Worth the Effort
“I will learn Chinese!” This idea popped into my head some time ago. It was not a new year’s resolution, bet among friends or a sudden thought. It was born of something deeper inside. The idea has changed my life completely. When other people asked me why I started studying Chinese, I frequently joked that I was inspired by the nice tank of goldfish in the Chinese restaurant my family frequented when I was young. The real reason is that I started studying Chinese because I was always attracted to Chinese culture, and I knew that learning the language was key to fulfilling my dream of traveling around China.
Starting with “Ni Hao”
I admit I was lucky for many reasons. Back in 2010, Chinese was not as popular with foreigners as it is today. For certain groups of foreigners, Chinese was considered esoteric and not a tool as valuable as it may be considered today. Despite this, my family lent me firm support from my first year abroad in China to today, years later when I still live there. Even though they cannot see me often and miss me so much, I still have their support. I was also very fortunate that a Confucius Institute opened in Granada, the city where I was living. I will always be grateful to its excellent staff and all the great people I met there.
Ni hao! The word “hello” in Chinese was the first word I learned in my first Chinese class at the marvelous Confucius Institute at the University of Granada. I remember the first day on my way back home after class, I was filled with enthusiasm and couldn’t stop thinking about “ni hao” and all the new words yet to come. Not only were many more words and phrases awaiting, but also a succession of enriching experiences I never expected.
Your Chinese Is Good
At my school, Chinese learners were only a minority, but we all felt motivated. I was eager to participate in any Chinese-related activity I heard about. Among them, I can still remember my special affection for Chinese Bridge—the Chinese language competition for foreigners. In the 2012 event in Spain, I finished third and was rewarded with an invitation to attend the Chinese Bridge Final in China.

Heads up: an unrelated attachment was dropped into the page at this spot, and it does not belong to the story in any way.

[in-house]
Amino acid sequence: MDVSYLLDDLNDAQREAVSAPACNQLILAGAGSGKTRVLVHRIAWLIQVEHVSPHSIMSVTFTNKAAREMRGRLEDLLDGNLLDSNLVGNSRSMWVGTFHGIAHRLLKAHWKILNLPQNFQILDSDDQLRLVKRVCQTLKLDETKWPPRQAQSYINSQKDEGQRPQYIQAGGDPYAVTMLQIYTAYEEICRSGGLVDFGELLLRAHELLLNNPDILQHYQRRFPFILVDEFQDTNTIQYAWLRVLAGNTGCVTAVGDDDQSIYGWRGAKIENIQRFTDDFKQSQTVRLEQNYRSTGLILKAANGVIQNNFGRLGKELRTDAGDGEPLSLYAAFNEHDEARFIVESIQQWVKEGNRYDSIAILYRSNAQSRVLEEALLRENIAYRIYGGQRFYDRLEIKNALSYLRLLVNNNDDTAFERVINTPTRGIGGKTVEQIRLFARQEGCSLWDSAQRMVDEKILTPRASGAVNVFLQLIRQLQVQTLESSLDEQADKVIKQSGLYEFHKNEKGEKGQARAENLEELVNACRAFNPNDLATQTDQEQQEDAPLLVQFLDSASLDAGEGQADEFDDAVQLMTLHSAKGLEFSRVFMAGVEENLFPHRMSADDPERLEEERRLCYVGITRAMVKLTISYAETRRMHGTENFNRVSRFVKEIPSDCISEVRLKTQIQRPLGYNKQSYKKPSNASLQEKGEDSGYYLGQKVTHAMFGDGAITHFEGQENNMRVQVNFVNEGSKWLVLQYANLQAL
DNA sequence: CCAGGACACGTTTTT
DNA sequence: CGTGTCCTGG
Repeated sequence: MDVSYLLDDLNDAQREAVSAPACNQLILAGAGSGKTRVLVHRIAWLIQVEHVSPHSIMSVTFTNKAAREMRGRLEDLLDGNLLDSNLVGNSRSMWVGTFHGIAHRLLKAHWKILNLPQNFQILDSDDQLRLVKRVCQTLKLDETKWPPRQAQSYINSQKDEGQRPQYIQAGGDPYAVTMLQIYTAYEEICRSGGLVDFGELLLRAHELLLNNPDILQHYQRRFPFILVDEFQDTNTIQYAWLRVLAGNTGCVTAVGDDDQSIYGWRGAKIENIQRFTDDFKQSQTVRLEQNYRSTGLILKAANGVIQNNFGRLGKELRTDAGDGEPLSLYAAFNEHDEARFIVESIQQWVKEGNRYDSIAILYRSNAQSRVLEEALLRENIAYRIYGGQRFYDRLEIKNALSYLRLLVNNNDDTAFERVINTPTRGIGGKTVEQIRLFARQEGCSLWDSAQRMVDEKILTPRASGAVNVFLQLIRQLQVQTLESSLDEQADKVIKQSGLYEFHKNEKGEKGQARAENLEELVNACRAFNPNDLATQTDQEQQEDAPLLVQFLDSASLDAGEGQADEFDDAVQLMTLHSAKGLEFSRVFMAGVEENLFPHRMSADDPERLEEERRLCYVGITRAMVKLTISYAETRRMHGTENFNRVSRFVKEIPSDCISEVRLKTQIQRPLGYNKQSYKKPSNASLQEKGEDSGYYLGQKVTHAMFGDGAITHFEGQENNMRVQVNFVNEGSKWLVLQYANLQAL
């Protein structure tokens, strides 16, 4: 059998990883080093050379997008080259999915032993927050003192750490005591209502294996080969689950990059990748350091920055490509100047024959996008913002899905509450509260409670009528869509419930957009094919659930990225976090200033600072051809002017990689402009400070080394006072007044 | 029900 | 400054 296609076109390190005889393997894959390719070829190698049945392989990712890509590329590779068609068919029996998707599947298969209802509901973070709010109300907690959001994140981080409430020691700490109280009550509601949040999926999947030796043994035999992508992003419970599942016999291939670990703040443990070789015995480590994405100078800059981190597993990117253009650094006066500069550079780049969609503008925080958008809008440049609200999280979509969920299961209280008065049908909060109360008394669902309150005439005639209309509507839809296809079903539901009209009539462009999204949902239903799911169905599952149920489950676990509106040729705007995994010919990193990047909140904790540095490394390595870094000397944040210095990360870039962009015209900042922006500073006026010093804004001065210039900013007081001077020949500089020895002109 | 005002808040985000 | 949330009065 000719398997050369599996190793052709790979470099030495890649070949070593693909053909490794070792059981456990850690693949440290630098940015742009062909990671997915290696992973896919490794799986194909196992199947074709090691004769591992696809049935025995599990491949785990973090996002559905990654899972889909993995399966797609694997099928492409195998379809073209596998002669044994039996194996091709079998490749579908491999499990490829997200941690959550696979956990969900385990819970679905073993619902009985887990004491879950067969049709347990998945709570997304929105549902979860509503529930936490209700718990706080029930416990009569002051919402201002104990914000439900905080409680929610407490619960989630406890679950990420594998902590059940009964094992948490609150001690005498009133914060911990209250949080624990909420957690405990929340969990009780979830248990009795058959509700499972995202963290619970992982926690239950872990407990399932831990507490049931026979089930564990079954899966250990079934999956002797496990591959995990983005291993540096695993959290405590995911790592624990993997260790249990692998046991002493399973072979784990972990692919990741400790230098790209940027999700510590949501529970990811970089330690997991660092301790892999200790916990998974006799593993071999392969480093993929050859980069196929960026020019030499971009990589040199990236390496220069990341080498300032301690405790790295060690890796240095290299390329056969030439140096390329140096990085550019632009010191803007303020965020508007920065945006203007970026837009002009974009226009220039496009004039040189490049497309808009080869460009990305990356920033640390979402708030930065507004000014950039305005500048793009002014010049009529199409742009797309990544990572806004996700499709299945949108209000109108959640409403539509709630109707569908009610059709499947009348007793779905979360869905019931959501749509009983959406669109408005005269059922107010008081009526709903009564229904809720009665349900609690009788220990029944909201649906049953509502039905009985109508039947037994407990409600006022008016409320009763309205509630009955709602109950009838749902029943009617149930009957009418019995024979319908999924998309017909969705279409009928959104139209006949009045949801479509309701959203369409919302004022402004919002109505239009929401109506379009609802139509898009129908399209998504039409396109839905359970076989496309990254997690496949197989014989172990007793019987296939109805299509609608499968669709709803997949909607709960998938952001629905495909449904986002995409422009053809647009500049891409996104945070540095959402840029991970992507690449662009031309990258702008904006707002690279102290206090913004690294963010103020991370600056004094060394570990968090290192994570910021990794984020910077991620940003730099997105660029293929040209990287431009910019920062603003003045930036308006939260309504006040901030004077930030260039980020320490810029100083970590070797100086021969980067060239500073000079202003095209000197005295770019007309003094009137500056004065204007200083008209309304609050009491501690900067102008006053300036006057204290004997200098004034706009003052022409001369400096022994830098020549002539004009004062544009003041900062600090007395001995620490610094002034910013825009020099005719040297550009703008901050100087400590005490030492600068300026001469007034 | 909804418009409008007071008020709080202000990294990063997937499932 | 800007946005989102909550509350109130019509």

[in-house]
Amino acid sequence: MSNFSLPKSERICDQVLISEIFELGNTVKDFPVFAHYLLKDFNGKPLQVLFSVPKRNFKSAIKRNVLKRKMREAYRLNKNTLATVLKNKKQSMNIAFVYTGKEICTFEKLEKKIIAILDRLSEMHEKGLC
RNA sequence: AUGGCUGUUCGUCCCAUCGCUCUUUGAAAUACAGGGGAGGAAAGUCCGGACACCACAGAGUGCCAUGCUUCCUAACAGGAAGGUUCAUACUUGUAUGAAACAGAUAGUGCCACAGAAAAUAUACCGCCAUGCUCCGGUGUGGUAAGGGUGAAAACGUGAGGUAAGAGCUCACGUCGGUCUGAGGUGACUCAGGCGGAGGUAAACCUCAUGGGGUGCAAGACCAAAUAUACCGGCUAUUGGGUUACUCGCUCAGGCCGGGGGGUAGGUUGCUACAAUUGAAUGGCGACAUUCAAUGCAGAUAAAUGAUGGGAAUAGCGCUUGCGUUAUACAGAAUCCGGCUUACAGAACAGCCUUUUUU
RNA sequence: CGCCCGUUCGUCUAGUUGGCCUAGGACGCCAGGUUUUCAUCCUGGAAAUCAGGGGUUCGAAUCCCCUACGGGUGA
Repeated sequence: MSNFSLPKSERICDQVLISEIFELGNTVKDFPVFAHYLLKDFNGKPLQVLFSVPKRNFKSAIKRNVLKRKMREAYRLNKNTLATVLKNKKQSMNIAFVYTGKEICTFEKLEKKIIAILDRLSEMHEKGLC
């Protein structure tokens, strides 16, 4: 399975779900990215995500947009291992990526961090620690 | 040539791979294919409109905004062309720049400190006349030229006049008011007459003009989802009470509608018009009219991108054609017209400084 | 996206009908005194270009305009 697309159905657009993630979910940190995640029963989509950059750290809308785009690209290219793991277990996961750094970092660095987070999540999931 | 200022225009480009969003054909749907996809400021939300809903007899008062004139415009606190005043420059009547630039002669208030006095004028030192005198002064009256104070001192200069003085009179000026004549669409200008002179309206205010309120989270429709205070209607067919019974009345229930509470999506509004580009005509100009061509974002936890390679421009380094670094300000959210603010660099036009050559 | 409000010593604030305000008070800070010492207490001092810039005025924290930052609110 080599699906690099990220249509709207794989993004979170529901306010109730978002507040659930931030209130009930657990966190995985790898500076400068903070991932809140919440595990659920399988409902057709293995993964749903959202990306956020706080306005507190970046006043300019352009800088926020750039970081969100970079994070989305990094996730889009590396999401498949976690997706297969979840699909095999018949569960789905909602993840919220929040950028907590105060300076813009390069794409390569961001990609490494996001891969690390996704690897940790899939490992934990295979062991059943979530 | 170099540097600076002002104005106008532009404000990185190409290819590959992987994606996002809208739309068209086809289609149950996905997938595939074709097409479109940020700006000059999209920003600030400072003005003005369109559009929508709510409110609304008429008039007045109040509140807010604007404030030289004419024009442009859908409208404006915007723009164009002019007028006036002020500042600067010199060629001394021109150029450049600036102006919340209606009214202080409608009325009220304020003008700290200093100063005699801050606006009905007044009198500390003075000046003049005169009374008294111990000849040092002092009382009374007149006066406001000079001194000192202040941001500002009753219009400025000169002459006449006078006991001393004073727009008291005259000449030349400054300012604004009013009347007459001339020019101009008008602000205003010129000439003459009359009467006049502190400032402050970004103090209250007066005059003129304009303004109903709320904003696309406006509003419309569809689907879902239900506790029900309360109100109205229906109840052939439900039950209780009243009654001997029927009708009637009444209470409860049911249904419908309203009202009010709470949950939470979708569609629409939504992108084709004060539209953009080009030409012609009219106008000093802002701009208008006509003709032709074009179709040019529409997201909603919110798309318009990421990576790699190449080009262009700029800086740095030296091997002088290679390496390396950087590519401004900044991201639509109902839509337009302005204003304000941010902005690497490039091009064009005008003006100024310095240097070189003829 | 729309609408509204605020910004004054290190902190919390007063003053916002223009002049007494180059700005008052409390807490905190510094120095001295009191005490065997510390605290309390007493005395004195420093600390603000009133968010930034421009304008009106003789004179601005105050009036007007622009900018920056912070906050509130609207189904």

“Your Chinese is very good!” This is a phrase you will hear often during your learning process. Local Chinese are extremely supportive to foreign people learning their language and, believe me, you will need a lot of support and encouragement during this journey. Chinese language is not easy to learn, especially for Westerners, so the language and culture gap is huge. Chinese people, who conversely struggle with European languages, seem to relate to this difficulty. Awareness of the big challenge in learning Chinese makes you particularly patient during the learning process. It also helps you feel less embarrassed when making mistakes, which is extremely helpful and makes you comfortable with using Chinese.
Moving to China
Because the Chinese language is difficult to learn, I recommend that anyone committed to it consider moving to China. That is exactly what I did after my second year studying Chinese. Thanks to the Confucius Institute’s scholarships program, I got the chance to go to Beijing and take advantage of a year-long full scholarship. But it was not my first visit to China. Because I had joined the Confucius Institute’s summer and winter programs and the Chinese Bridge competition before, it was my fourth visit in two years. But only in Beijing did I really start learning Chinese. In fact, learning Chinese is interesting and conducting your first conversation with local Chinese is even more fun. Learning the language goes hand in hand with learning and understanding the local culture. I have always thought that the essence of a culture lies in language, and of course Chinese language and its accompanying culture are equally fascinating.
After considerable efforts to learn Chinese over several years, I am sure that I took the right decision when embarking on this journey. The ability to speak a new language and understand its culture has opened the door to a new world of possibilities. My career has made a 180-degree turn. Perhaps because Chinese is so difficult to learn, my ability to read and speak Chinese has provided plentiful career opportunities. During the wonderful years I have been working in China, I have always worked in a Chinese environment. Talking every day with Chinese colleagues and customers has been key to learning and understanding both the language and culture. As time passes, my enthusiasm for Chinese language and culture has not diminished, but only increased. What began as a hobby slowly became something serious and evolved into a central pillar of my life.
The author is a Spanish engineer who has been living in China for six years.